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Key Moments of Education Policy towards the Poor

Identifying “Key Moments” of Education Policy towards the Poor

Histories of education in colonial and independent India are often structured around policies that are linked to crucial shifts in the educational landscapes, such as educational expansion and the incorporation of the hitherto formally uneducated into existing institutions. While tendencies towards inclusion and democratization are part of the history of education which led to the Right to Education Act of 2009, the “Key Moments” project starts from the assumption that every new educational constellation, or educational regime, may have quite contradictory effects on “the poor”, or on particular disprivileged groups. As many researchers in the fields of history and sociology of education have pointed out, modern education systems can be seen, on the one hand, as contributing to the reproduction of the existing social order, as a means of social disciplining and of keeping the poor “in their place”. On the other hand, they can also function as important agencies of social change and transformation, and open up individual opportunities. Hence, we will look at each particular “key moment” of educational policy that we have identified from different angles, and analyse its reproductive and transformative, disciplinary and emancipatory implications.

That being said, the question of how to identify a “key moment” of educational policy towards the poor is still to be addressed, and it is one of the tasks which we collaboratively need to undertake. Instead of starting from pre-selected “key moments”, it will be part of the collaborative venture of an interplay of empirical results and theoretical discussions in the group, to both identify and define such moments of educational change. It is part of the collaborative project’s research agenda to contribute to a revision of existing educational chronologies from the perspective of the education of “the poor.”

One of the timelines to be thus established would closely follow an established chronology of educational policy making, including moments such as

  • The Indian Education Commission of 1882 (Hunter Commission)
  • The All-India Education Conference of 1937
  • The Education Commission of 1964-66 (Kothari Commission)
  • The National Policy on Education (NPE) of 1986, and
  • The Right to Education Act (RTE) of 2009.

According to the analytical approach we are developing, such a timeline of educational policies needs to be contextualized in different ways. First of all, it will be contrasted with the chronologies emerging from the different analyses conducted within the frame of the “Key Moments” projects along the thematic pillars of indigenous and rural education, gender, caste, religion, labour, compulsory education, and technical solutions for mass education. Moreover, we will take into consideration the chronologies emerging from different vernacular language debates. The idea is to construct several thematic and multilingual timelines, and then look at the points of condensation. While the temporalities of the development of regional patterns or the education of particular disadvantaged groups in society would often not match, there are periods in which discussions around education and the political processes they are interwoven with intensify. Moreover, there are discourses such as the language of “empowerment” or of education as a fundamental right, which cut across the different trajectories of female education, the education of Scheduled Castes/Dalits, or universal education. To identify such points of condensation, or junctures, and the discourses which become hegemonic within a certain period of time, will form one part of analysing a “key moment” in the development of educational policies toward the poor.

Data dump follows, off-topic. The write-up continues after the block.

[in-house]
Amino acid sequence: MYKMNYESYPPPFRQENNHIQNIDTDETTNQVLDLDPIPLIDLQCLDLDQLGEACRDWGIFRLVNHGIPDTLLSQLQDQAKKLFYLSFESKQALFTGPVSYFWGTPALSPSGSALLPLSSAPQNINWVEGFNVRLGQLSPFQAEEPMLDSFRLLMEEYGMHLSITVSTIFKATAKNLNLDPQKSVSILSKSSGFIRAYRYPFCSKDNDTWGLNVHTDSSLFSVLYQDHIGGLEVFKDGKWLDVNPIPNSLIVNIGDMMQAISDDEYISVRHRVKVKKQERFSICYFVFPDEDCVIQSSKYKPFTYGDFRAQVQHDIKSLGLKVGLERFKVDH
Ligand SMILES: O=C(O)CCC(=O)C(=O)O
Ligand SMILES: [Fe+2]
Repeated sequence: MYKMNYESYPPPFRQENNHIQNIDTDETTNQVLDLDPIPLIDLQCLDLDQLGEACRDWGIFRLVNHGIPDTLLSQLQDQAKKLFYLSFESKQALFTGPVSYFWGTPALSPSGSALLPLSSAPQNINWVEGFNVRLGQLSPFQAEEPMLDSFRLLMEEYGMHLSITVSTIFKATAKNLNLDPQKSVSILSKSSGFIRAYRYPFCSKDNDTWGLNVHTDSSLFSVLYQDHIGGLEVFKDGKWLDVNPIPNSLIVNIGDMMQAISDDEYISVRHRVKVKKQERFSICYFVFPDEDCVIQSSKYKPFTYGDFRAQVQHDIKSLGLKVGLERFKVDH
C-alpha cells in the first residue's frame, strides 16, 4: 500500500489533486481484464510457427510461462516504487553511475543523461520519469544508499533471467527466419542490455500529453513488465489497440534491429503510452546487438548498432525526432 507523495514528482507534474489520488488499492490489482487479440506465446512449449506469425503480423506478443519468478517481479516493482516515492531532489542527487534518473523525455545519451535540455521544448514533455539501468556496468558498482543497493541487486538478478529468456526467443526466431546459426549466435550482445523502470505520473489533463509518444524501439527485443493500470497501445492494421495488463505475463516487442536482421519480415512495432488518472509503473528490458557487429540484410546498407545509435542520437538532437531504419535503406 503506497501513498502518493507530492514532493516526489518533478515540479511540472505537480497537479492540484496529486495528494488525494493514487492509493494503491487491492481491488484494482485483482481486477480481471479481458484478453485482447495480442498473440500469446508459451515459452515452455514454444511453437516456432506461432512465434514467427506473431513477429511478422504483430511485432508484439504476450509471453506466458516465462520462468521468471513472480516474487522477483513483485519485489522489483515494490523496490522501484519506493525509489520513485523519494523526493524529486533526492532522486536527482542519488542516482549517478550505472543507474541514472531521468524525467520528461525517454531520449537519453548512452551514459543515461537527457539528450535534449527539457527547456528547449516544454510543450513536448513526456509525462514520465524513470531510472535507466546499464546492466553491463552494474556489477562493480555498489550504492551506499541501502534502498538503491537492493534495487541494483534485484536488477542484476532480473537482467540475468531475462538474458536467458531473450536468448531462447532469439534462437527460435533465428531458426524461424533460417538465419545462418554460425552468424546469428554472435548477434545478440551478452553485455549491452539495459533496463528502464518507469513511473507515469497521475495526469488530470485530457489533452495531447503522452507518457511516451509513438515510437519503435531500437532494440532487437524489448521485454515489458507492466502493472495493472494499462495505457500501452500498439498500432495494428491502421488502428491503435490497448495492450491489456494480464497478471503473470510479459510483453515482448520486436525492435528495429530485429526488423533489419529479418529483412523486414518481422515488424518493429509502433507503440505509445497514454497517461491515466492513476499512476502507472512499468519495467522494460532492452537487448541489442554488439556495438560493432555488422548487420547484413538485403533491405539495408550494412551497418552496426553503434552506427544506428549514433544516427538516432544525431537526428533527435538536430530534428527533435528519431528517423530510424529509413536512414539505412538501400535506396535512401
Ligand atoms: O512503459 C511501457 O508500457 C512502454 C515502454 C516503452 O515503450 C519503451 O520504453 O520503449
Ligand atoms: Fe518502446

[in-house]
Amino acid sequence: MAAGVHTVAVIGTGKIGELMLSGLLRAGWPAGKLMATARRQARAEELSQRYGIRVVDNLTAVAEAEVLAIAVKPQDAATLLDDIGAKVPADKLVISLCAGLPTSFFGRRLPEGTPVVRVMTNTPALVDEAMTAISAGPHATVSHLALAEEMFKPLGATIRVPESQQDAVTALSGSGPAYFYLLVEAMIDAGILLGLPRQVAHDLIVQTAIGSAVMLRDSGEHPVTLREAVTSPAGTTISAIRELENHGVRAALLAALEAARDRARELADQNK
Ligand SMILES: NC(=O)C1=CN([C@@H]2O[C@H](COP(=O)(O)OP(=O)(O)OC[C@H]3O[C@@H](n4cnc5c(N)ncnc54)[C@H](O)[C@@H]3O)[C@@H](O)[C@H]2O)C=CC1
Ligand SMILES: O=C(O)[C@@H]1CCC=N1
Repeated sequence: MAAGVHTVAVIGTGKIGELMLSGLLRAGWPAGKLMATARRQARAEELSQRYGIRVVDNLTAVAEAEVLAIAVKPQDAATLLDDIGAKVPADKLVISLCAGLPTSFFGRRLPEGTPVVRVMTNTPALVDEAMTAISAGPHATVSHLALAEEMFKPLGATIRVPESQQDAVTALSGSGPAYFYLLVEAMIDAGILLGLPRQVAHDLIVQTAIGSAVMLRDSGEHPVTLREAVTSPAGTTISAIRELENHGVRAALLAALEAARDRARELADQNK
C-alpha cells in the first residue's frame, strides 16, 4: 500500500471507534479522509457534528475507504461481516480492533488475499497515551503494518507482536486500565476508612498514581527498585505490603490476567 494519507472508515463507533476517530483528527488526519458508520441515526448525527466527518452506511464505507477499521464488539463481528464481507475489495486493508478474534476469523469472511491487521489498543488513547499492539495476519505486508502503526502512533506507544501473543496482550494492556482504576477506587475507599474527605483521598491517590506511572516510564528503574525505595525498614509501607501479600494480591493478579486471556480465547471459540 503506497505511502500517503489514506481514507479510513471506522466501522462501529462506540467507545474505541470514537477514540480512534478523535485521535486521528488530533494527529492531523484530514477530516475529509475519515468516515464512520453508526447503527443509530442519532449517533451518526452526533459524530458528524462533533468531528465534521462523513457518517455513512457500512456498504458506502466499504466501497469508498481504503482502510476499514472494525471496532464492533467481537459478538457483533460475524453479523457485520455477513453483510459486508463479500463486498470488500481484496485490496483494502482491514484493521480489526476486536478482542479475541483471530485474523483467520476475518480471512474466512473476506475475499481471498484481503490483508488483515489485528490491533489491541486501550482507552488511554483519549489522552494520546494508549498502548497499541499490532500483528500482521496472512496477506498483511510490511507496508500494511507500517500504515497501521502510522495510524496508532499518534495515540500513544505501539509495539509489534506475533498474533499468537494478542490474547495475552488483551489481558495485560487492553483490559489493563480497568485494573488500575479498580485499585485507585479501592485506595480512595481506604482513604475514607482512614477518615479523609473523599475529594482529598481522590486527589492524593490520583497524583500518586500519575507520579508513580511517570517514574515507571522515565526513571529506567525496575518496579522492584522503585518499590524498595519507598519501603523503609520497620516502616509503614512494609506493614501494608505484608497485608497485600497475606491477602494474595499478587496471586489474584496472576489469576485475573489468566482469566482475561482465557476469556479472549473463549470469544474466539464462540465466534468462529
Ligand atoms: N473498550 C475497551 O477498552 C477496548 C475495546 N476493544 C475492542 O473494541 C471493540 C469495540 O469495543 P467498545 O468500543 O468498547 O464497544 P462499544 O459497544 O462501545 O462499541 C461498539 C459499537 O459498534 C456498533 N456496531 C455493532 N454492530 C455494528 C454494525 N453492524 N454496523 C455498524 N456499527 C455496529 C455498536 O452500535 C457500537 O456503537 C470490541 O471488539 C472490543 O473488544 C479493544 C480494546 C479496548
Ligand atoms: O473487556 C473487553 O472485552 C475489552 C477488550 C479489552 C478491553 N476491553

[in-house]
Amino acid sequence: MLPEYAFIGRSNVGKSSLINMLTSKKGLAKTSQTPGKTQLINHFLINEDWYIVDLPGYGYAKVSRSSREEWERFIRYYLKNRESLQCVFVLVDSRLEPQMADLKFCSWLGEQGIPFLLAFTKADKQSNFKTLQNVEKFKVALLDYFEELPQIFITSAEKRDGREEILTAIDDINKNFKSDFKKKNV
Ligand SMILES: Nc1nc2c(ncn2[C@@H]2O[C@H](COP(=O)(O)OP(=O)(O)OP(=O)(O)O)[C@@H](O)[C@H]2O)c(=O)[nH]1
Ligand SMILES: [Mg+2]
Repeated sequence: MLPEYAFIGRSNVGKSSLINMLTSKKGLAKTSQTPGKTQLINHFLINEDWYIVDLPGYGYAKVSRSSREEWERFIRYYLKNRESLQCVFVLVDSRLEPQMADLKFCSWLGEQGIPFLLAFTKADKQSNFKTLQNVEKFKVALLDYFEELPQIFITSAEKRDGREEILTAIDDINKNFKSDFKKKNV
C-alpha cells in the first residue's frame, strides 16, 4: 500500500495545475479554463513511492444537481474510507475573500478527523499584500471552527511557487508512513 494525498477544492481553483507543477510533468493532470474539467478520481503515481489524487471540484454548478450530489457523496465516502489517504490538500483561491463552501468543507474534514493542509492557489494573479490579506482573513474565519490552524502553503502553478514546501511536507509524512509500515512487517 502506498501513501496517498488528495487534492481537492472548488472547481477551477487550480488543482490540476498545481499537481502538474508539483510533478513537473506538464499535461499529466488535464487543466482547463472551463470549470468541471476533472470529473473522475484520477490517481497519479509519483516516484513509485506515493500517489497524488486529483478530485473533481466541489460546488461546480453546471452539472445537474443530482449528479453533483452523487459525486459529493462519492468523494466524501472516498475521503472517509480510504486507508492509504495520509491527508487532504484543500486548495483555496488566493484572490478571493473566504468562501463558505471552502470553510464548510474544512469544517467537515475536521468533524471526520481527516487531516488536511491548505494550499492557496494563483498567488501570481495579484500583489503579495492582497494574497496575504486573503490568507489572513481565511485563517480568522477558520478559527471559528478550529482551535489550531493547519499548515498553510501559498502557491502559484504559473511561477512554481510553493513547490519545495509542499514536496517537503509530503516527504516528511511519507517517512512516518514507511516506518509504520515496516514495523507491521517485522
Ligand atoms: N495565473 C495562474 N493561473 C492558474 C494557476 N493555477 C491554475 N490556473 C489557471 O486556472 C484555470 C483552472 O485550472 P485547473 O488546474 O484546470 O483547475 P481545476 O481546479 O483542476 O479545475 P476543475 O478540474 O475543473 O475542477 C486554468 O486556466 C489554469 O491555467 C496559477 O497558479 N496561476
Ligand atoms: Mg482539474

Secondly, we aim to explore the social history of educational policies and the politics of policy-making. While the implementation and effects of educational policies are an important question, we need as well to understand the social and political processes in which policy-making takes place. Hence, we will also look at the processes “from below”, i.e. the multitude of actors, agendas, and debates, from which new policy formulations emerge. This particularly includes the struggle of disadvantaged communities and political movements for access to education, and education as a key element of Dalit politics or other movements, such as feminism.

In this way, the construction of multiform chronologies of educational policies towards “the poor” can shed new light on questions of continuity, change, and ruptures in educational development. The aim is, on the one hand, to avoid the pitfall of a linear narrative of educational progress and expansion. On the other hand, however, there is a need to connect micro-histories of particular situations, or singular events, and be able to trace changes over time. The concept of a “key moment”, denoting a particular point of condensation of educational interaction, contestation, and decision-making might be helpful in this regard, though it needs to be theorized further in close relation to the empirical results of the project.